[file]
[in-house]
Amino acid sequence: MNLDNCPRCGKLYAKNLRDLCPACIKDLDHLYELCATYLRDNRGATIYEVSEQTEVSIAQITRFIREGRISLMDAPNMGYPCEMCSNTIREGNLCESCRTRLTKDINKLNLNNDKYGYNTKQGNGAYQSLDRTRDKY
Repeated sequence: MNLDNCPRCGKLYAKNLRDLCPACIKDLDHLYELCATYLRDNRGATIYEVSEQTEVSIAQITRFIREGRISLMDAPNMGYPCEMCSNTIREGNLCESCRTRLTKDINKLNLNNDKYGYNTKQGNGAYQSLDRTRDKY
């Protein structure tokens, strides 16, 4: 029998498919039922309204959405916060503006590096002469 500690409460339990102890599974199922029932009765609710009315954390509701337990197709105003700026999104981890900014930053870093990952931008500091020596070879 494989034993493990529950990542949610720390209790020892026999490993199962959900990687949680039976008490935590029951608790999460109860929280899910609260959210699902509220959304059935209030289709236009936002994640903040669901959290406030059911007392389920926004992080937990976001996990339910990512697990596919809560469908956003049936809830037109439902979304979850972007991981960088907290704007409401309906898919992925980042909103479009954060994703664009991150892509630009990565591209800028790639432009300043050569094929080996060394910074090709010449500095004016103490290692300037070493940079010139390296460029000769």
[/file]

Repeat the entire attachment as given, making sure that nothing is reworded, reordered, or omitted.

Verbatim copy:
[in-house]
Amino acid sequence: MNLDNCPRCGKLYAKNLRDLCPACIKDLDHLYELCATYLRDNRGATIYEVSEQTEVSIAQITRFIREGRISLMDAPNMGYPCEMCSNTIREGNLCESCRTRLTKDINKLNLNNDKYGYNTKQGNGAYQSLDRTRDKY
Repeated sequence: MNLDNCPRCGKLYAKNLRDLCPACIKDLDHLYELCATYLRDNRGATIYEVSEQTEVSIAQITRFIREGRISLMDAPNMGYPCEMCSNTIREGNLCESCRTRLTKDINKLNLNNDKYGYNTKQGNGAYQSLDRTRDKY
């Protein structure tokens, strides 16, 4: 029998498919039922309204959405916060503006590096002469 500690409460339990102890599974199922029932009765609710009315954390509701337990197709105003700026999104981890900014930053870093990952931008500091020596070879 494989034993493990529950990542949610720390209790020892026999490993199962959900990687949680039976008490935590029951608790999460109860929280899910609260959210699902509220959304059935209030289709236009936002994640903040669901959290406030059911007392389920926004992080937990976001996990339910990512697990596919809560469908956003049936809830037109439902979304979850972007991981960088907290704007409401309906898919992925980042909103479009954060994703664009991150892509630009990565591209800028790639432009300043050569094929080996060394910074090709010449500095004016103490290692300037070493940079010139390296460029000769």